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Renzi is Italy's only political leader says Berlusconi

Renzi is Italy's only political leader says Berlusconi


Former prime minister Silvio Berlusconi on Wednesday hailed centre-left prime minister Matteo Renzi, saying he is Italy's sole political leader.

"Today in politics there is only one leader and his name is Matteo Renzi. He communicates with the electorate, " Berlusconi told the Rtl 102.5 radio station.

Should Renzi lose next month's key referendum on streamlining Italy's political machinery, "various scenarios would open up" Berlusconi said.

"Everything would be in the hands of the Italian head of state. We [Berlusconi's conservative opposition Forza Italia party] would behave with political responsibility and act accordingly."

Working with Italy's various political forces to pass a new electoral law allowing "a ruling majority that represents Italians" and holding snap elections would be priorities should the referendum fail to pass, Berlusconi said.

"This would likely pave the way for new constitutional reforms," he said.

"Italy's problems are serious and they certainly won't be solved by the reforms proposed in this referendum," Berlusconi stated.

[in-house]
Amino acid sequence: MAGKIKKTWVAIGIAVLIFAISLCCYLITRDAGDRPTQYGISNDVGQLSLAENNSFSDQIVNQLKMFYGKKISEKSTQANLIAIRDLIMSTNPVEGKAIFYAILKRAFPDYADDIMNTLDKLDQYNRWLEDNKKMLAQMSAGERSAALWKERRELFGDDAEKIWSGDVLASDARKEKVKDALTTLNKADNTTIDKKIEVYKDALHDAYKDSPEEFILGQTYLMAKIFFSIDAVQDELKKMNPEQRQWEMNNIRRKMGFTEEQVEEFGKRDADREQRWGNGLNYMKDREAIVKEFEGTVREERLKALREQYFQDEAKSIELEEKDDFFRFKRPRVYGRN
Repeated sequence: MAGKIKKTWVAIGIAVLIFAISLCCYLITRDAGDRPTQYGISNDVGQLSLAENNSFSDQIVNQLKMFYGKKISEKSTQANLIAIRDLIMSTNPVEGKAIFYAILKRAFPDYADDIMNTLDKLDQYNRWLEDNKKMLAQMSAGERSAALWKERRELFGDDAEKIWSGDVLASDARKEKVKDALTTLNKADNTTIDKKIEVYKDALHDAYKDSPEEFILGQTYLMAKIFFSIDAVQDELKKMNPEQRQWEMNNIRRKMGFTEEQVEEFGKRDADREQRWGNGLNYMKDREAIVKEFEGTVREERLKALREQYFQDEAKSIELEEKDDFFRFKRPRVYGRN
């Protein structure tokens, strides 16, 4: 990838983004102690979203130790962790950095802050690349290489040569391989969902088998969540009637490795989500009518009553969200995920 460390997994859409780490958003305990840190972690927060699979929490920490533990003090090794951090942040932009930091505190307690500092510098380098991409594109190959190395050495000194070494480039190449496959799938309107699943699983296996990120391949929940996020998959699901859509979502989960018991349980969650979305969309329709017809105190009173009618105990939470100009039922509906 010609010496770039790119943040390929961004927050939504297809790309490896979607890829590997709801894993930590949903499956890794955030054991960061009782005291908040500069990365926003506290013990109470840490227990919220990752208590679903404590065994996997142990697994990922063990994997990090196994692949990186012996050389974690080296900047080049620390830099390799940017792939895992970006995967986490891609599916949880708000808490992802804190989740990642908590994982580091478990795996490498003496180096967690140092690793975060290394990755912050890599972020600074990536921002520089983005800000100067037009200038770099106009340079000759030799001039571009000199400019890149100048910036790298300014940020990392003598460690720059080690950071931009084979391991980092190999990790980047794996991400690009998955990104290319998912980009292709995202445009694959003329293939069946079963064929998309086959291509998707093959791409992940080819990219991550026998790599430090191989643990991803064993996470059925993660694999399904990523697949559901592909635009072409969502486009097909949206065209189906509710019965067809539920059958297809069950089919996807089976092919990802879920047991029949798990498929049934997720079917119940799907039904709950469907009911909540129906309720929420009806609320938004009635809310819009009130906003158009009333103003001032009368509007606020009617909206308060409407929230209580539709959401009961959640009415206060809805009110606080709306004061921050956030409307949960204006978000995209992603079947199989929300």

The 80-year-old billionaire media tycoon opposes Renzi’s plan to drastically reduce the role of parliament's upper house Senate and rein in Italy's regional governments, arguing it would make the premier too powerful.

Berlusconi's political fortunes have waned since being ousted from parliament over a 2013 tax fraud conviction and he has been largely absent from public life since undergoing open heart surgery in June.

He faces a new bribery trial and is currently banned from running for public office, a measure against which he is appealing to the European Court of Human Rights.

Some observers have suggested the three-times premier is hoping to make a political comeback.

Renzi has promised to resign if he loses the 4 December referendum, although he has stopped repeating the pledge in recent interviews.

All of the 32 polls published by 11 different pollsters since 21 October have put the 'No' camp ahead, generally by a widening margin.